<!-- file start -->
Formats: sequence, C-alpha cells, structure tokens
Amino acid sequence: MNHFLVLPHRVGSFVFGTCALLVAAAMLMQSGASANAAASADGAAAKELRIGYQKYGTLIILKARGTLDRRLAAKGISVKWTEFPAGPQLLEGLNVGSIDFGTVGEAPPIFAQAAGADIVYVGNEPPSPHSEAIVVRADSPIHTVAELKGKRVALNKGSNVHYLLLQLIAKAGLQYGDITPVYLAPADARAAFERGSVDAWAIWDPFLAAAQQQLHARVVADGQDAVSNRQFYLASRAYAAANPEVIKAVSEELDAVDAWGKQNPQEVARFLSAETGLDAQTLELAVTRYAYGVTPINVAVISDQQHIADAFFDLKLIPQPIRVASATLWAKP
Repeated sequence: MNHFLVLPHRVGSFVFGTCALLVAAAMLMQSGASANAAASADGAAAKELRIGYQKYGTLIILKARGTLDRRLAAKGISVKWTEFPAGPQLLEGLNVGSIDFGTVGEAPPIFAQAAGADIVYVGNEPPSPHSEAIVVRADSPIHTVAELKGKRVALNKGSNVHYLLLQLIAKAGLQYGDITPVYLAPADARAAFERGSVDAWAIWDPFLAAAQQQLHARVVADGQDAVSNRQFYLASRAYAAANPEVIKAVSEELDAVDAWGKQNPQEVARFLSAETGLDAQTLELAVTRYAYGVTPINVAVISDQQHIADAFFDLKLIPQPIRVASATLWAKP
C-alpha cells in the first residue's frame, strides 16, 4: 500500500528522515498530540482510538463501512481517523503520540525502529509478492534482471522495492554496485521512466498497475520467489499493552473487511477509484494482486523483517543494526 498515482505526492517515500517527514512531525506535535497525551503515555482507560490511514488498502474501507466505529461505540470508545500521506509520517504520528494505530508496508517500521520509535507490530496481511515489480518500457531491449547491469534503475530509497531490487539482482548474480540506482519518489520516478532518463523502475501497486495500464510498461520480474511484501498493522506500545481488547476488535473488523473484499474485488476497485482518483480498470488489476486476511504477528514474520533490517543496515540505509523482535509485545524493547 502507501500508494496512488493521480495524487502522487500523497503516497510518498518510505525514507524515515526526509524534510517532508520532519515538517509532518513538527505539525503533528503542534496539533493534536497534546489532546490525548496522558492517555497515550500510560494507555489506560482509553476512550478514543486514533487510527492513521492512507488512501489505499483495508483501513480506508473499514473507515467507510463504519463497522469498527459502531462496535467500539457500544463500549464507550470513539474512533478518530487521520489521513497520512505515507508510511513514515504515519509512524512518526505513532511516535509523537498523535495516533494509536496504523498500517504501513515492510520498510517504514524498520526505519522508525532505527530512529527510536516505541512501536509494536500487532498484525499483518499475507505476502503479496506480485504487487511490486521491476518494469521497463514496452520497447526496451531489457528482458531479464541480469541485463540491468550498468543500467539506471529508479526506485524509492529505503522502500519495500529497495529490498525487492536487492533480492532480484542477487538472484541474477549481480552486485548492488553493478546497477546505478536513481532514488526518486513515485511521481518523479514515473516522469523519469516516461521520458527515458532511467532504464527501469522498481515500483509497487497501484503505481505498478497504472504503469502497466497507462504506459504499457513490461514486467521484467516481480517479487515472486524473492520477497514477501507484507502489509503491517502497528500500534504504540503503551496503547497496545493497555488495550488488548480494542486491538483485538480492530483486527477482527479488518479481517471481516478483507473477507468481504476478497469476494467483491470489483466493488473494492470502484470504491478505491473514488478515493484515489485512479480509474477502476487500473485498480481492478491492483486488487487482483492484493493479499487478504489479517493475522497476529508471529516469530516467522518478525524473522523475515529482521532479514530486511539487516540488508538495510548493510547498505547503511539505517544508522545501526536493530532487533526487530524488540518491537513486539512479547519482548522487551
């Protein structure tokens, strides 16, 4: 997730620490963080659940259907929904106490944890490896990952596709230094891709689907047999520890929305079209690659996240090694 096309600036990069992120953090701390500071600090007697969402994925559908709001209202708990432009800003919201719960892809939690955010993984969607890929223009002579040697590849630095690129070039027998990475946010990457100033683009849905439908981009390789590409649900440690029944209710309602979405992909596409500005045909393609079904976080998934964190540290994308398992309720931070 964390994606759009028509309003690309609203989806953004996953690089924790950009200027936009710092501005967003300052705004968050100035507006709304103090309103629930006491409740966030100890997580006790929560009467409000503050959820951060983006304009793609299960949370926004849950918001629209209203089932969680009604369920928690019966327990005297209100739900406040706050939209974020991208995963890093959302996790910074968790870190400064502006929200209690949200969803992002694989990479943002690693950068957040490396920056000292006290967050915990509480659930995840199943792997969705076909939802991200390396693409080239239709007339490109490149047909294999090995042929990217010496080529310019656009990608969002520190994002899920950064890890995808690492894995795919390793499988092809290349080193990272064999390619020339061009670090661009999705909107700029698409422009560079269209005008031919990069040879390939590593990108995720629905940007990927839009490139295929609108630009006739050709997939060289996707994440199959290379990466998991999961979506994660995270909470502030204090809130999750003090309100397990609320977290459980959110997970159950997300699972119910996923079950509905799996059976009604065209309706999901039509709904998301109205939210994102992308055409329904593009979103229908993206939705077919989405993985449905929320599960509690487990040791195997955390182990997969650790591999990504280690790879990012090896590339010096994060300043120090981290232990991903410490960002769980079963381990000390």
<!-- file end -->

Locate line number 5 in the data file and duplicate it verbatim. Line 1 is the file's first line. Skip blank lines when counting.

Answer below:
């Protein structure tokens, strides 16, 4: 997730620490963080659940259907929904106490944890490896990952596709230094891709689907047999520890929305079209690659996240090694 096309600036990069992120953090701390500071600090007697969402994925559908709001209202708990432009800003919201719960892809939690955010993984969607890929223009002579040697590849630095690129070039027998990475946010990457100033683009849905439908981009390789590409649900440690029944209710309602979405992909596409500005045909393609079904976080998934964190540290994308398992309720931070 964390994606759009028509309003690309609203989806953004996953690089924790950009200027936009710092501005967003300052705004968050100035507006709304103090309103629930006491409740966030100890997580006790929560009467409000503050959820951060983006304009793609299960949370926004849950918001629209209203089932969680009604369920928690019966327990005297209100739900406040706050939209974020991208995963890093959302996790910074968790870190400064502006929200209690949200969803992002694989990479943002690693950068957040490396920056000292006290967050915990509480659930995840199943792997969705076909939802991200390396693409080239239709007339490109490149047909294999090995042929990217010496080529310019656009990608969002520190994002899920950064890890995808690492894995795919390793499988092809290349080193990272064999390619020339061009670090661009999705909107700029698409422009560079269209005008031919990069040879390939590593990108995720629905940007990927839009490139295929609108630009006739050709997939060289996707994440199959290379990466998991999961979506994660995270909470502030204090809130999750003090309100397990609320977290459980959110997970159950997300699972119910996923079950509905799996059976009604065209309706999901039509709904998301109205939210994102992308055409329904593009979103229908993206939705077919989405993985449905929320599960509690487990040791195997955390182990997969650790591999990504280690790879990012090896590339010096994060300043120090981290232990991903410490960002769980079963381990000390």